Watch out for the “tax man”
The recent passing of 30 June, means it is that time again, in which we attempt to gather together our receipts and records in order to complete a tax return. For a lot of us this also means expecting a nice tax refund payment in the coming weeks.
During this time, one could expect to be contacted by the Australian Taxation Office (ATO) seeking confirmation or supporting documentation in relation to a claim submitted. Unfortunately, this is one of the ways scammers are targeting vulnerable individuals for their money and personal information.
Phishing emails remain a popular tool for scammers to utilise, however these types of attacks are not limited to email communications and there is a need to be even more vigilant to suspicious phone calls, text message communications and approaches via social media platforms.
Scam emails are designed to look like they are sent from the ATO, however may include subtle inconsistencies in the messaging.
What are the types of scams and key red flags to look for?
- Be wary of unsolicited calls (these may appear as a private number or an Australian number)
- Some calls may be a prerecorded message
- Threatening or abusive behaviour is an immediate red flag
- Illegitimate email addresses
- Not addressed to you by name
- Grammatical/spelling errors
- Offering money
- Requesting the download of files or clicking of links
- Appears to be sent from a contact called the ‘ATO’
- Message may contain hyperlinks to fake websites and log-in pages
- Offers the recipient access to their refund
- Requesting TFN and bank account details
- Contacted by an account appearing to be the ‘ATO’ via messaging applications
- Requesting recipient to click on a link or open a downloadable file
- Requesting TFN and bank account details
What to look out for to help protect yourself from these types of scams?
1. Is the communication abusive or threatening?
You will not be subjected to abusive communication from the ATO nor should any communication contain threats against you or your family.
2. Is the communication seeking immediate payment from you?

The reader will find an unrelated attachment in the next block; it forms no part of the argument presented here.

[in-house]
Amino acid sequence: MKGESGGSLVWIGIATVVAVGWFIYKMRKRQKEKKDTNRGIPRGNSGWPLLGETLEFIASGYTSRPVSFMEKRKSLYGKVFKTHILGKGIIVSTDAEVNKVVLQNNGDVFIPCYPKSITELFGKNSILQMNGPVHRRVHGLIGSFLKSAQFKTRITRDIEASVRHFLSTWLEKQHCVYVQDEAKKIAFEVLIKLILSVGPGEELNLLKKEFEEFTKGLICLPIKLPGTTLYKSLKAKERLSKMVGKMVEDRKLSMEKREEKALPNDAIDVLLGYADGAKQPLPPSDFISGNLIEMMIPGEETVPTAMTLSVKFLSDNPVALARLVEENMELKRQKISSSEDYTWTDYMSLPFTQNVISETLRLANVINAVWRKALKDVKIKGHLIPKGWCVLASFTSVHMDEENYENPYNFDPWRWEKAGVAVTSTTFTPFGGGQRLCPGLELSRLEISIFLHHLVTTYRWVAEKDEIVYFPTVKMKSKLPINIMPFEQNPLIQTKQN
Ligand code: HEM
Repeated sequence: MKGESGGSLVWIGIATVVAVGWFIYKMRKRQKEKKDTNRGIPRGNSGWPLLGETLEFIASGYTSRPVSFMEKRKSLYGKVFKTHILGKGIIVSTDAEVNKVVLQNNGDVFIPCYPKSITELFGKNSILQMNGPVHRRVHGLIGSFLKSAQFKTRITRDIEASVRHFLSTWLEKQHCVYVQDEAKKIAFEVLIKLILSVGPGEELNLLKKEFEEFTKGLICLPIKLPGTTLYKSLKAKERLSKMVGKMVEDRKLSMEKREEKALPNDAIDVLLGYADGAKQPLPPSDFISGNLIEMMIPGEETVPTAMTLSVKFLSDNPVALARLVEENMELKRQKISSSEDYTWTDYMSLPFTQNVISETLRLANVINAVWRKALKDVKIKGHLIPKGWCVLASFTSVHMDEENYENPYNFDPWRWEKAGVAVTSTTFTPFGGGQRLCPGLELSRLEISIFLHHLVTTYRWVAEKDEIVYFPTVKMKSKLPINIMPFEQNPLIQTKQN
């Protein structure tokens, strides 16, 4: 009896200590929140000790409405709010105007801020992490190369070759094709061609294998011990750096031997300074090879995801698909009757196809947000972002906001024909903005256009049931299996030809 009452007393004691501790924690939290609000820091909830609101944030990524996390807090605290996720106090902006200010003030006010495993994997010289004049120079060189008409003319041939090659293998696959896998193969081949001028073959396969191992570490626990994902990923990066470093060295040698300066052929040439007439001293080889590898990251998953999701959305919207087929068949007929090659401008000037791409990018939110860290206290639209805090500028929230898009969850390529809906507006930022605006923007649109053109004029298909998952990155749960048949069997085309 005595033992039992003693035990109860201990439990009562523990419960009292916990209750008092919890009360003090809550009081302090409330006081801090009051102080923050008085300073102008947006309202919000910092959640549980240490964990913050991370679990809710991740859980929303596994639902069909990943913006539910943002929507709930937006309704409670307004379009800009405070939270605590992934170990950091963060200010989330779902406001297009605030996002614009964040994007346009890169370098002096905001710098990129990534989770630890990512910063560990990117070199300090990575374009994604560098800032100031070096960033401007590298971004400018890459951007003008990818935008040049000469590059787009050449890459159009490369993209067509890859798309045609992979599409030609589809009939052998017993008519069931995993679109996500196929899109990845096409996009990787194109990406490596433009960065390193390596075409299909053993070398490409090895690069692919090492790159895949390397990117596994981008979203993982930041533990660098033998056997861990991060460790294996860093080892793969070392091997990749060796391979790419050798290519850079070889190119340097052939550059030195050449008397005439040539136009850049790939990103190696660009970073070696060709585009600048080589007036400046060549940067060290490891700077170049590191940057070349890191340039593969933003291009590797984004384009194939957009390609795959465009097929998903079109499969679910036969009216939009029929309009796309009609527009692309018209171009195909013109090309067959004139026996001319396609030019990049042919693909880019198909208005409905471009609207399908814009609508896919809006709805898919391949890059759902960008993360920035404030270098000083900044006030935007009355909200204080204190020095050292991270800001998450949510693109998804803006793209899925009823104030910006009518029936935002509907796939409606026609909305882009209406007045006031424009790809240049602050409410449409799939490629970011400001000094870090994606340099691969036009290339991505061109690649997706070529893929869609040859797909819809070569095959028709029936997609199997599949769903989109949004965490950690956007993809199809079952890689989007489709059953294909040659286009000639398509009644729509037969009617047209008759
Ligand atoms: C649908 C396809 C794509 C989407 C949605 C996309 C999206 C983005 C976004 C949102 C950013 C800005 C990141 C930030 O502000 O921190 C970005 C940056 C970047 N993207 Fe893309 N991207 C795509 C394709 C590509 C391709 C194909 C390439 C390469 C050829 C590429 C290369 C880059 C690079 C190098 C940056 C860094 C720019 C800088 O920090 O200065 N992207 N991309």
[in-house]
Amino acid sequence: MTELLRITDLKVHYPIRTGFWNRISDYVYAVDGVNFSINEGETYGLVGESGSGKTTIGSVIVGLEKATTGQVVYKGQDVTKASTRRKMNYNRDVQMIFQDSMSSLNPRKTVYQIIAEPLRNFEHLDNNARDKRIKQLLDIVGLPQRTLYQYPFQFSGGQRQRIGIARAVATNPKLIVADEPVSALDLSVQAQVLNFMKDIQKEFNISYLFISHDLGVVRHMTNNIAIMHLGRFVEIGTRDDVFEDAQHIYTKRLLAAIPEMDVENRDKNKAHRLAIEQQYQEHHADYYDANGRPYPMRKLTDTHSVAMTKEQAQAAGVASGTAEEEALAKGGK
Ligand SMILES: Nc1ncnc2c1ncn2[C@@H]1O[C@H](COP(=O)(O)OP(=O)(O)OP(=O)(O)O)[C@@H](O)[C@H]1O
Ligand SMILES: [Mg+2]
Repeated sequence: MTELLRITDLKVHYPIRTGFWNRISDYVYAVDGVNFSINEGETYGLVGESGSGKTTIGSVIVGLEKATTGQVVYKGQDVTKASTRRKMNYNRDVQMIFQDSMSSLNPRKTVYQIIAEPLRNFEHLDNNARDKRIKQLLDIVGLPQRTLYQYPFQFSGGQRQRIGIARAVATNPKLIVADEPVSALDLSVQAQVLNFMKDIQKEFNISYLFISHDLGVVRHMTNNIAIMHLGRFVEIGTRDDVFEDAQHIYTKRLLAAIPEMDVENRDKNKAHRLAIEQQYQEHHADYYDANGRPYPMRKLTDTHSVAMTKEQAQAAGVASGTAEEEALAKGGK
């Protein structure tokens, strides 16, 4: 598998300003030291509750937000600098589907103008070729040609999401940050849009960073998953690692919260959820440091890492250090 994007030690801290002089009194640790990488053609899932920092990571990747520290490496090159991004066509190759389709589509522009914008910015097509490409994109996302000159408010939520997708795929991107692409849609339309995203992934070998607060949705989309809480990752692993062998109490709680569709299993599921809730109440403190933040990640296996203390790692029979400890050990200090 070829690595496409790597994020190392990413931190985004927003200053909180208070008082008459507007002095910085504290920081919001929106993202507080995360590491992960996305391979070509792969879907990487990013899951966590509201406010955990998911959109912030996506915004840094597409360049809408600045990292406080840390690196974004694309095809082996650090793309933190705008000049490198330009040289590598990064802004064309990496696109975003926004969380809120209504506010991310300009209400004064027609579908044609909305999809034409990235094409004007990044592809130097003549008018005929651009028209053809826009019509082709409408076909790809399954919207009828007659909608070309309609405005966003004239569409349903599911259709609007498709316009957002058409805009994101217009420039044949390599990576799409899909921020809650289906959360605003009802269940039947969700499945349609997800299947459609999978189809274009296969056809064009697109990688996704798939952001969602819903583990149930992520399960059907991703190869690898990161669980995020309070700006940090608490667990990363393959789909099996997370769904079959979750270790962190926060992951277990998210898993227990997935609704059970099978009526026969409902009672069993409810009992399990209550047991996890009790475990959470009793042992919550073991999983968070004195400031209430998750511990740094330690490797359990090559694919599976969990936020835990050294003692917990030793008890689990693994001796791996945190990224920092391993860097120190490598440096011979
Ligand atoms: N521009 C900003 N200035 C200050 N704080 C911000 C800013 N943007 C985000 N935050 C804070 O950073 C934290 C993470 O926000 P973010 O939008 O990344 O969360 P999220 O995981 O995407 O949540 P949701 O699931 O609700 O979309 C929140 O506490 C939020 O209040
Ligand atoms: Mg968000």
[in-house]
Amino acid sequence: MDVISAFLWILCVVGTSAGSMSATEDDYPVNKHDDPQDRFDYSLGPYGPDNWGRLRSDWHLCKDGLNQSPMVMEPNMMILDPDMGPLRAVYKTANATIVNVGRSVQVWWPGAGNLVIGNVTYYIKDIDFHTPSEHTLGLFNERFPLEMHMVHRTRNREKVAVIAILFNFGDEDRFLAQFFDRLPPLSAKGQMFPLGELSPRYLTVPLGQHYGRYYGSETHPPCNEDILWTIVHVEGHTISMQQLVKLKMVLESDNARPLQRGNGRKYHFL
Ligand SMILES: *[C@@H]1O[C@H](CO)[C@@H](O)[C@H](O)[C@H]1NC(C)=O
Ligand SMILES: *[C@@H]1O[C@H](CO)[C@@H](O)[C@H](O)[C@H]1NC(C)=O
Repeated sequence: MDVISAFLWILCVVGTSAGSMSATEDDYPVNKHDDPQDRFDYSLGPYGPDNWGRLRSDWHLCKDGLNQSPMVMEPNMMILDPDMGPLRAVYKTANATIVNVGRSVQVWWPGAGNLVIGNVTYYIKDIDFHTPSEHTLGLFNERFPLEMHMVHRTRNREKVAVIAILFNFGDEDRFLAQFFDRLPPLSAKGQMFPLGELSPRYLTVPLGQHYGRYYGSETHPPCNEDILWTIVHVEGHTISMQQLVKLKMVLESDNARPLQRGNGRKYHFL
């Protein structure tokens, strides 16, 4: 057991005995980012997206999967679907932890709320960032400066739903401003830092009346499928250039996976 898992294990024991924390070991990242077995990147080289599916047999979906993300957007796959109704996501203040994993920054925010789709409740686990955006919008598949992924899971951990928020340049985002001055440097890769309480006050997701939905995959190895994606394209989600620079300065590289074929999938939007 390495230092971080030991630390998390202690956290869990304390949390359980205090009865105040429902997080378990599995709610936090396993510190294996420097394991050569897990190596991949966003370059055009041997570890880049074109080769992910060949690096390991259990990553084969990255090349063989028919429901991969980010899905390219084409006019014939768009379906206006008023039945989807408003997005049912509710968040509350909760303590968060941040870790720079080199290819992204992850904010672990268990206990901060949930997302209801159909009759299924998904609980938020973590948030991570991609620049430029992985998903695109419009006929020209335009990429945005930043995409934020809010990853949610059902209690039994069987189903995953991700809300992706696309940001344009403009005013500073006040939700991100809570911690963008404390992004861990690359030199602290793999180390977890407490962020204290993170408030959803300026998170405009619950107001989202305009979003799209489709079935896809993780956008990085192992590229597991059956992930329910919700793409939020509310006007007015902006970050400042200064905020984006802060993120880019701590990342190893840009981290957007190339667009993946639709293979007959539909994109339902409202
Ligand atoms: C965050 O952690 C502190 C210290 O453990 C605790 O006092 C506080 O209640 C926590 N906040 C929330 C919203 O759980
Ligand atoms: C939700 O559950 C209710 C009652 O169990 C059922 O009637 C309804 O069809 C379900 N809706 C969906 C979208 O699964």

While the ATO may seek payment from you in relation to a legitimate tax debt, you should note that you will never be asked to:
- transfer money to an account with a BSB not held with the Reserve Bank of Australia;
- pay via gift cards, prepaid cards or any other unusual payment method; or
- provide payment in order to receive a tax refund.
3. Is the communication seeking personal information via email, text message or social media?
The ATO will not message you via email, text message or social media requesting your personal information, tax file number or credit card details.
4. Does it sound too good to be true?
Recent scams have also been providing recipients with options to access their superannuation early or financial incentives through investment opportunities.
5. Does the email contain links that request personal information?
Even if the email appears realistic be cautious of any link you click on. Phishing web sites often copy the entire look of a legitimate web site, such as the ATO, making it appear authentic. To be safe, call the ATO first to see if they actually sent the email to you.
Businesses should not request personal information to be sent via email.
Concerned about a scam?
If you receive any type of communication from someone you believe is impersonating the ATO, there are a number of options available including:
- Contact the ATO by phone on 1800 008 540 to verify the contact you received is legitimate.
- Forward any suspicious email to ReportEmailFraud@ato.gov.au – however do not click on any links or attachments.
- Delete the communications immediately.
If you have any concerns relating to information and/or money you may have provided to someone supposedly from the ATO the following steps are recommended:
- If you have provided your TFN to a suspicious contact call the ATO’s Client Identity Support Centre on 1800 467 033.
- If you have made a payment to a suspicious contact, make a report to the police and your financial institution.
Scam websites are designed to look legitimate. It is often common for scammers to replicate legitimate websites to entice persons to disclose their personal and financial information.